What is expected to be the largest technology flotation in history was last night generating the kind of investor frenzy not seen since the days of the dotcom bubble.
Facebook's stock market debut could value the company at $75-$100bn (up to £63bn) and make a billionaire of Mark Zuckerberg, 27, who launched TheFacebook.com from his Harvard University dorm room eight years ago this week.
Facebook executives spent yesterday putting the final touches to the marketing materials it will use to sell a $5bn-plus sliver of the company, while lowlier employees went to work knowing that more than 1,000 of them – one out of three – could soon be dollar millionaires on paper. Two of Mr Zuckerberg's Harvard friends and Facebook co-founders – Dustin Moskovitz, who stayed with the company until 2008, and Eduardo Saverin, whose breach with Mr Zuckerberg was the subject of the film The Social Network – will also become billionaires, along with investors Peter Thiel, a founder of PayPal, and Sean Parker, the creator of Napster.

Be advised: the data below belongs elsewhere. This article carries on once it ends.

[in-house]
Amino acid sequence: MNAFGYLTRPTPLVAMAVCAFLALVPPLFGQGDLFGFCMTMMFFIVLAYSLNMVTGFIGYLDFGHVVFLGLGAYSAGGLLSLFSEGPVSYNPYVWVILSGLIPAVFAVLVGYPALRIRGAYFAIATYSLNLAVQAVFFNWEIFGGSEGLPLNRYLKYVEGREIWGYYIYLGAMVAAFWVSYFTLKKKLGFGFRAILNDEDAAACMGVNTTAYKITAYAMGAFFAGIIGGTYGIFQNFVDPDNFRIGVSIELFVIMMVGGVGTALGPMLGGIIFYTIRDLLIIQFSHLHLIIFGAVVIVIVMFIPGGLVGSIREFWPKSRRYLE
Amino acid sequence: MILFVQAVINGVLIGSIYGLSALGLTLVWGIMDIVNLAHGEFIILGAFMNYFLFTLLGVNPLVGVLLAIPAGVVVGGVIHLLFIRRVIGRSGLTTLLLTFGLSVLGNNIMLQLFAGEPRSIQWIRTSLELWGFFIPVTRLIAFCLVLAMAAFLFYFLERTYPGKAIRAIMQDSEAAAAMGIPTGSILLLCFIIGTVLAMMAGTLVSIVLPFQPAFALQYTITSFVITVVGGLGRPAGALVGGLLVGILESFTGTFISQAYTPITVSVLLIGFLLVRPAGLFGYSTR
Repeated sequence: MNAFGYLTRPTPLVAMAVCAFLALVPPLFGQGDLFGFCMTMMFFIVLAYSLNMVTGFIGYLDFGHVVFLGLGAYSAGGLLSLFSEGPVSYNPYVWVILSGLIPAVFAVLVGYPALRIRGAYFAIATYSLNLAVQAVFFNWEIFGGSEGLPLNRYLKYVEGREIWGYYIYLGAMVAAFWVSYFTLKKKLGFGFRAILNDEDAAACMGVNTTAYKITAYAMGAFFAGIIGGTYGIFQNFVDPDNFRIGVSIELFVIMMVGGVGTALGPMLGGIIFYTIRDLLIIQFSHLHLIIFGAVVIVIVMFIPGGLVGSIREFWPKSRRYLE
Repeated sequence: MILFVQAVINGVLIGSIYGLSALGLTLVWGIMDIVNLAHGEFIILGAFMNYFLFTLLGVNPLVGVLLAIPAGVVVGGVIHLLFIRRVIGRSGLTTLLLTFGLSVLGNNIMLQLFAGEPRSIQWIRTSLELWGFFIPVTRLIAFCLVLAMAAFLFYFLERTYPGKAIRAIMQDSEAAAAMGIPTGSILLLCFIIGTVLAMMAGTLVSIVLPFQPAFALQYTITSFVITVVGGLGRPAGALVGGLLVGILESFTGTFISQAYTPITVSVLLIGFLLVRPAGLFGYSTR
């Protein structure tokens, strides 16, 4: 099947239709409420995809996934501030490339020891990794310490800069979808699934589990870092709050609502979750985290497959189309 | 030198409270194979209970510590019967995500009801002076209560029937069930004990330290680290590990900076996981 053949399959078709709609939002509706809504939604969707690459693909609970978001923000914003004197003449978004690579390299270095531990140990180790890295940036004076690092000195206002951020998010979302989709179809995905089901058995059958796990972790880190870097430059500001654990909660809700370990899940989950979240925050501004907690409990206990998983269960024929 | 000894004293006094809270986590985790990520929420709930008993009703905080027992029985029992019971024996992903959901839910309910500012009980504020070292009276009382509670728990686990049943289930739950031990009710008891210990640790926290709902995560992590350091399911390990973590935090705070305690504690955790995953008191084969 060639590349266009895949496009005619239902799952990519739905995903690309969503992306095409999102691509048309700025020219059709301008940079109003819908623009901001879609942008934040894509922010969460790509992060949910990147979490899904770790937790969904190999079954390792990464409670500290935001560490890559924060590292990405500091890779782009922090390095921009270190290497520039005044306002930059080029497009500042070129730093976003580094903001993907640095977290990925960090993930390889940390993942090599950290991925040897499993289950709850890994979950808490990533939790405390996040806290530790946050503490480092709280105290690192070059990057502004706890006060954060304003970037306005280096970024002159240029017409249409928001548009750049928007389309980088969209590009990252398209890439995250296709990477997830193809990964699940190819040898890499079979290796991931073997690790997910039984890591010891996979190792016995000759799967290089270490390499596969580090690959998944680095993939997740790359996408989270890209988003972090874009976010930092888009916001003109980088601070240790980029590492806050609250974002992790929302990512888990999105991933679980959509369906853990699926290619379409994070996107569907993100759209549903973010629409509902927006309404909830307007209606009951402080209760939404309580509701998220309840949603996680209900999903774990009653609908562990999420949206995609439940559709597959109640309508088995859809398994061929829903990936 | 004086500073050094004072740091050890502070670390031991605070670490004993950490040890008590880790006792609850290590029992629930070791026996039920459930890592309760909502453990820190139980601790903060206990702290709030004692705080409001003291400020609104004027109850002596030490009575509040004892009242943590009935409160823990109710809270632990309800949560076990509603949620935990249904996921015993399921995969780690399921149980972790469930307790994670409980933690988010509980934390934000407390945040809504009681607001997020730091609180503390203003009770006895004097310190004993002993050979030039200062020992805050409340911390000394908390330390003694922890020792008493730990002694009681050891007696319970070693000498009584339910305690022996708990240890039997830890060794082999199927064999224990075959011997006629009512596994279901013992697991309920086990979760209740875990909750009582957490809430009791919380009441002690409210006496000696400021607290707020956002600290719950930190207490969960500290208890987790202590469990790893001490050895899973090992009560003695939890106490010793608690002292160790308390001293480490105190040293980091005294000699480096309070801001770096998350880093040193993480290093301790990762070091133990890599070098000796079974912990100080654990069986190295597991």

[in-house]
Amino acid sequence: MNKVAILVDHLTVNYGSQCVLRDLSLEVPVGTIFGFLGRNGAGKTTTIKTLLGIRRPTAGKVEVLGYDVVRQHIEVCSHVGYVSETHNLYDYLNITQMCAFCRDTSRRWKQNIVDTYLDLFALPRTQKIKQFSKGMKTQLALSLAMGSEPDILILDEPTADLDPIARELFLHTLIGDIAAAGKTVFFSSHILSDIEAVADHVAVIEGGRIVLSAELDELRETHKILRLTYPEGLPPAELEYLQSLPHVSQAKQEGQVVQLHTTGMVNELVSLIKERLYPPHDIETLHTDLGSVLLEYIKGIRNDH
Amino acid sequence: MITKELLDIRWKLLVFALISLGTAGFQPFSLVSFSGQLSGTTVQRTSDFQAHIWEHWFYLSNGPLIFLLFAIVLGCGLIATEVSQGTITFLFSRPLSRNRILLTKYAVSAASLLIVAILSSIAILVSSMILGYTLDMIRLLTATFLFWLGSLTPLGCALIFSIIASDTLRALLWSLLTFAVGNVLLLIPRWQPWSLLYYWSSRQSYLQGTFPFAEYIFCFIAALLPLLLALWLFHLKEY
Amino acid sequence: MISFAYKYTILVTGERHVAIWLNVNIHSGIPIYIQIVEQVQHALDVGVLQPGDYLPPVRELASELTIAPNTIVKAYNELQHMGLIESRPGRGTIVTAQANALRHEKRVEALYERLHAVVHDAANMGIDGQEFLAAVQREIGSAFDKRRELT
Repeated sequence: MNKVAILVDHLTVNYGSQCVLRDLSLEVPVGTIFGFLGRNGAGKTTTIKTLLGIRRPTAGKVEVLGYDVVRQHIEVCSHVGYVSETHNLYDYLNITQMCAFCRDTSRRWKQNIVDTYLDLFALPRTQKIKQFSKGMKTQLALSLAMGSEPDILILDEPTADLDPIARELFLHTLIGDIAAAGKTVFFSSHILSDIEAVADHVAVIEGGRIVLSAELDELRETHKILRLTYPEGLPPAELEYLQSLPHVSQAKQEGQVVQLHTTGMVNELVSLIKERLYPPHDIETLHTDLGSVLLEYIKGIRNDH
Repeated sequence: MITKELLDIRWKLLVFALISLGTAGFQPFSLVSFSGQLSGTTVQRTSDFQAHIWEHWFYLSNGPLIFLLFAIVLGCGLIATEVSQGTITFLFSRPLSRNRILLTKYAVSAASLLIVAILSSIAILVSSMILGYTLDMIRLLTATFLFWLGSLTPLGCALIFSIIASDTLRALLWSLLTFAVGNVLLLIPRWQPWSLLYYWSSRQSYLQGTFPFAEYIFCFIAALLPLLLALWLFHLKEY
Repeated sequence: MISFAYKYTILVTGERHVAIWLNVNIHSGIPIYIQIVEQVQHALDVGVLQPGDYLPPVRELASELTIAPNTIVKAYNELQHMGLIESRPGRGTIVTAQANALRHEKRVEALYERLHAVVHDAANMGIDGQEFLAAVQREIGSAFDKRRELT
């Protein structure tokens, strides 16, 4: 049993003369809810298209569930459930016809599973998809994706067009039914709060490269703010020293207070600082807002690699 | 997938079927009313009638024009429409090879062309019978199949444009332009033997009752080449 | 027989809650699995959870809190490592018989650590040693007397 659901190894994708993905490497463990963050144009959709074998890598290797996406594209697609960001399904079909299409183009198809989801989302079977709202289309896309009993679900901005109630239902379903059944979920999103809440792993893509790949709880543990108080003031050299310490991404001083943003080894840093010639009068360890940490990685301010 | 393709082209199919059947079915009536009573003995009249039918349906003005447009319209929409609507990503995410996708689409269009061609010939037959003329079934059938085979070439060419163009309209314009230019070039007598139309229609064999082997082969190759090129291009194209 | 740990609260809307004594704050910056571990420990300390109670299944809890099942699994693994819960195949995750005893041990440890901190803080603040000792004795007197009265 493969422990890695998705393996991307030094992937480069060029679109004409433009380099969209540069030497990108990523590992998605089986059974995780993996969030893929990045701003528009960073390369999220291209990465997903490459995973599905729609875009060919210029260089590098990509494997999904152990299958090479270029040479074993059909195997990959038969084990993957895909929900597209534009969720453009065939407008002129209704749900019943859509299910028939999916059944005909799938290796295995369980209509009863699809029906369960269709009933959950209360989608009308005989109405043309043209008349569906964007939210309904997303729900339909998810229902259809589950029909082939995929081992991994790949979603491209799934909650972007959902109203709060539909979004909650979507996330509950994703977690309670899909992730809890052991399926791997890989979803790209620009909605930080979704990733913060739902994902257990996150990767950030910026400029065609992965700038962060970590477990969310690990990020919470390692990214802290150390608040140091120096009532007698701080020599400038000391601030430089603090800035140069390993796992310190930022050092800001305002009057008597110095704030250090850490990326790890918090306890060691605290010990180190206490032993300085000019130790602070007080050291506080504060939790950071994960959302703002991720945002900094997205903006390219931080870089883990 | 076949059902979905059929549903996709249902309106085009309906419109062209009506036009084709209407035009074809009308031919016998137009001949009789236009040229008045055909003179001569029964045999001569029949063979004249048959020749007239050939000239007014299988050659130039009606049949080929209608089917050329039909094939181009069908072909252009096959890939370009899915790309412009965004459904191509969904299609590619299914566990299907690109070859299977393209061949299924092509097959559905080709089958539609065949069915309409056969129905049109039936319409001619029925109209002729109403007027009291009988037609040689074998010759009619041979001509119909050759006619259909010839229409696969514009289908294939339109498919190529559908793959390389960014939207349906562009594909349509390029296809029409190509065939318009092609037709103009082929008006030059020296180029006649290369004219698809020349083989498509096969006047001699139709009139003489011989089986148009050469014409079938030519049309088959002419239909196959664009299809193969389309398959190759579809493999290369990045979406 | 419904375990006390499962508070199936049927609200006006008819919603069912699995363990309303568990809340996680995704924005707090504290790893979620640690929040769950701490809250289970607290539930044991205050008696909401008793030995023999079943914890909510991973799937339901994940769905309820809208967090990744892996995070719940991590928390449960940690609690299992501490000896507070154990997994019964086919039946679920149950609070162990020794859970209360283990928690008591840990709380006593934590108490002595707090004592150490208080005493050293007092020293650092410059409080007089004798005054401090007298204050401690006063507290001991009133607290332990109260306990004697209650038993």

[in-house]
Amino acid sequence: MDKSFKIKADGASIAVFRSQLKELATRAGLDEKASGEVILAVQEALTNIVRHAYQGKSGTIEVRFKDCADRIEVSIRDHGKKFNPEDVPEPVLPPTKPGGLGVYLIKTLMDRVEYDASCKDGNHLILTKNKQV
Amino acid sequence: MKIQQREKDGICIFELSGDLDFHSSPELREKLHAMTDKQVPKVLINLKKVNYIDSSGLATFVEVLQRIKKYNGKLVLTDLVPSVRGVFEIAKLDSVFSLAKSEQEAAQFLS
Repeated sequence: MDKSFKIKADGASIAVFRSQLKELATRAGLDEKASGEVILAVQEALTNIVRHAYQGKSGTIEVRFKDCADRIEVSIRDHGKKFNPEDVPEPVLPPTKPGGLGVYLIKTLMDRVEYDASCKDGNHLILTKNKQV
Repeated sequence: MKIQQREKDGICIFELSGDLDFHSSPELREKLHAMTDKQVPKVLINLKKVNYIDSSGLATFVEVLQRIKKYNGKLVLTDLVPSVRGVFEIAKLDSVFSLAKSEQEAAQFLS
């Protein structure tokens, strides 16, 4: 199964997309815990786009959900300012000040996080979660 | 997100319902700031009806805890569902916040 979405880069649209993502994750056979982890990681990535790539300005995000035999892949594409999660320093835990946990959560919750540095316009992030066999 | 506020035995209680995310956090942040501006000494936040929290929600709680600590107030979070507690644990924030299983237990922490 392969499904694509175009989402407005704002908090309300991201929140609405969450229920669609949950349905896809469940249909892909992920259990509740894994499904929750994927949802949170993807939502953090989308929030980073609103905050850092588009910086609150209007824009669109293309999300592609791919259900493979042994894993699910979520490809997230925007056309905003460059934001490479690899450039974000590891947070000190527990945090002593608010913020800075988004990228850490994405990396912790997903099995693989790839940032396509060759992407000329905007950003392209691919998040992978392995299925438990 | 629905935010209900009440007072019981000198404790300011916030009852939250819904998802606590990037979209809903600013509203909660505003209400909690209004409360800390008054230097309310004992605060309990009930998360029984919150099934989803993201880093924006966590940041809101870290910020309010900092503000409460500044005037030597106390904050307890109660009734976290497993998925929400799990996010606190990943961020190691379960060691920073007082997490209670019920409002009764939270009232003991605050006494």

The publication of the share prospectus fires the starting gun on the flotation, with Facebook shares joining the stock market by the end of May.
Such was the anticipation that business television provided rolling coverage yesterday of the build-up, while industry analysts waited with baited breath to discover the financial details of an internet colossus whose profitability has been kept secret for so long. Analysts say Mr Zuckerberg, whose personal stake in the company could be worth $20bn, faces daunting challenges to keep his company on an even keel despite the hoopla.
As well as having to ensure that his mega-rich employees keep turning up for work every day, he will have to assure the company's most important asset – its 850 million users – that he will be a responsible guardian of their privacy, despite the demands of his new shareholders to make ever more profit from their personal data.
"Today is a big day for the entire tech industry," said analyst Debra Aho Williams.
"Facebook is in a small category of companies to have changed the world... which changed the way people used computers."